Everyone has a phone call they dread receiving.
Last Tuesday, my wife got one from “Mark,” a Good Samaritan who spotted our little girl, Lilly, darting in and out of traffic on Ventura Boulevard.
“What!” my wife shrieked. She had just dropped Lilly off at her playmate Maya’s house several hours before.
Mark told my wife that he was able to corral Lilly and give her sanctuary in his Hummer. He called both numbers listed on Lilly’s dog tag. His message to me was not retrieved until many hours later (I get no reception in the bowels of the VA hospital). Fortunately, my wife picked up the call immediately.
Within moments, my relieved and tearful wife and our Lilly were reunited. My wife offered Mark a reward. He refused it.
My wife called our neighbor who was aghast at Lilly’s “escape” and the two began to piece together a logical scenario. When Susan learned that our neighbor’s gardener was by that morning and had opened the back gate, the mystery was solved.
Our neighbor graciously arranged to talk with her gardener who agreed to close the back gate upon entering our neighbor’s property AND shut the doggie door while he works in the backyard.
We have an ideal, win-win arrangement – a kind of “doggie co-op” – with our neighbor that has at once freed both parties to spend longer hours away from home and give our fur-children some much-needed socialization.
Yet every “perfect” arrangement eventually requires some refinement. Sometimes the most important details are left to chance.
We dodged a bullet – or at least some fast-moving cars – this time. And who knows what could have become of Lilly had a less-than-stellar person scooped her up?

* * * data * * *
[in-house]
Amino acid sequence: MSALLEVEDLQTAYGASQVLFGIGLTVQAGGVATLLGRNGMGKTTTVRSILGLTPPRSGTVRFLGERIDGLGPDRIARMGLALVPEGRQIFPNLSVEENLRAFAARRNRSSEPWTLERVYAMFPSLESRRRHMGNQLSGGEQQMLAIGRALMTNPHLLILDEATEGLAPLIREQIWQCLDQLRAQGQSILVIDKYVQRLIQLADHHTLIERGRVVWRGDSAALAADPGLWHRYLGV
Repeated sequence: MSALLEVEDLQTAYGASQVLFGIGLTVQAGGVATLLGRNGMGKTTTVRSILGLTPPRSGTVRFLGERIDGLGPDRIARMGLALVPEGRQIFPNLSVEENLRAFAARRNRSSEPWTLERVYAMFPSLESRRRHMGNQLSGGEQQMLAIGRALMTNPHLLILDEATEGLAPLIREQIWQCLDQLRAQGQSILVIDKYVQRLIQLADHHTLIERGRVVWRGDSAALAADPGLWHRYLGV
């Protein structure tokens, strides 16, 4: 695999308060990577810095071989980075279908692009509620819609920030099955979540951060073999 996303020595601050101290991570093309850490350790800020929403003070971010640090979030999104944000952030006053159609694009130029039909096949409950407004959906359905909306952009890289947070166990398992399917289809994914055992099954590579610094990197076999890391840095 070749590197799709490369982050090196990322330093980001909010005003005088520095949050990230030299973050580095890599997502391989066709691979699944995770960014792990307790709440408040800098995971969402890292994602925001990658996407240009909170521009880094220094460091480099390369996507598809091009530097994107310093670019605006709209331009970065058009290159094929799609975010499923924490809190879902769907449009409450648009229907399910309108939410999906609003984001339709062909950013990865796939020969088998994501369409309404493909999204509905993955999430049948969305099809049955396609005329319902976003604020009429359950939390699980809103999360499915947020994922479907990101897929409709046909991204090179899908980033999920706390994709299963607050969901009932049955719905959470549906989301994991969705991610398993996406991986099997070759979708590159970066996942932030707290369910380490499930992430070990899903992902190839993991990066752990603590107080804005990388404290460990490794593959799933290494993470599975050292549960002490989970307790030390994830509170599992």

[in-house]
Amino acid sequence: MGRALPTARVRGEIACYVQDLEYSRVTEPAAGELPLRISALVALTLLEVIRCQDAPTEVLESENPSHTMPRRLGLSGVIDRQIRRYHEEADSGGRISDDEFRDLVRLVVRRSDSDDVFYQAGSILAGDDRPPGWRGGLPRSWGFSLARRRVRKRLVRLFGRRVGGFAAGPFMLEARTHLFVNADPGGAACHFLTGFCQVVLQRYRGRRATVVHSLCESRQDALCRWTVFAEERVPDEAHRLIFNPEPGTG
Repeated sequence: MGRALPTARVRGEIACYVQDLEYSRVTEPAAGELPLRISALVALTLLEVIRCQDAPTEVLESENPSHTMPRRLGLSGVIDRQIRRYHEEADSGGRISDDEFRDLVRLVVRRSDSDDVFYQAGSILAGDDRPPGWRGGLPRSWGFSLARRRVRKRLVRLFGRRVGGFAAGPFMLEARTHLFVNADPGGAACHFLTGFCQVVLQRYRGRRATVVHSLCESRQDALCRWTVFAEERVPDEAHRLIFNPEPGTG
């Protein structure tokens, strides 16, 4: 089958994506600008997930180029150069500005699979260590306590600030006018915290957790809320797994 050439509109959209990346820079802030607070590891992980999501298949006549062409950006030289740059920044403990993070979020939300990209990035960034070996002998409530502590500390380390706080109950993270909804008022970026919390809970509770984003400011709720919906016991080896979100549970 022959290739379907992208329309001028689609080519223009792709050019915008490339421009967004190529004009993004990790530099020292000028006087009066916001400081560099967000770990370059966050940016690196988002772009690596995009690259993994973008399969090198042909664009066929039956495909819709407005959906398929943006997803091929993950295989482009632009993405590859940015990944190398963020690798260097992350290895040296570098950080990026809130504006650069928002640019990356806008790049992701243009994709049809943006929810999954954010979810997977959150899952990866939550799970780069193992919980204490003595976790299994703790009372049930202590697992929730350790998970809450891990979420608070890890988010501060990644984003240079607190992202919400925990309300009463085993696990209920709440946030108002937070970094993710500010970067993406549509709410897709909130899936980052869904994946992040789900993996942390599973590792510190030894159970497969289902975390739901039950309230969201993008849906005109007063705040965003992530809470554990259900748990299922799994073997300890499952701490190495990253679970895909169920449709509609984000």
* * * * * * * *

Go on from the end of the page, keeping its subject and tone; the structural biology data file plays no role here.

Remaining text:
In the wake of this experience, my wife and I are scrambling to address every possible weak security link. This is impossible, of course, but it never hurts to identify as many red flags as one can.
If you are fortunate enough to develop a relationship of mutual trust with a neighbor or friend that lends itself to regular doggie dates, here are some issues to consider/remember:
Do a walk-though of yours and your friend’s/neighbor’s property and identify as many potential means of escape as you can. These may vary depending on your type of residence (i.e. sliding glass doors in condos, doggie doors and open gates in houses, etc.)
Think twice if your friend/neighbor is a pack rat whose digs are decorated with precarious piles of stuff – a recipe for disaster!
Make sure your pet is introduced to ALL four-legged residents in the home and that everyone gets along fairly well.
Learn schedules of maintenance and/or repair people who may drop by. What degree of access do they have to yours and your friend’s/neighbor’s property?
Implant a micro-chip in your pet (virtually painless process). Get durable tags imprinted with LEGIBLE contact numbers.
Leave your phone on “ring” during the day. If you can’t, check frequently for voice mail messages.
This list is by no means exhaustive. We invite you to add your thoughts to form the most solid co-op, in every sense of the word.
In other words, one less dreaded call.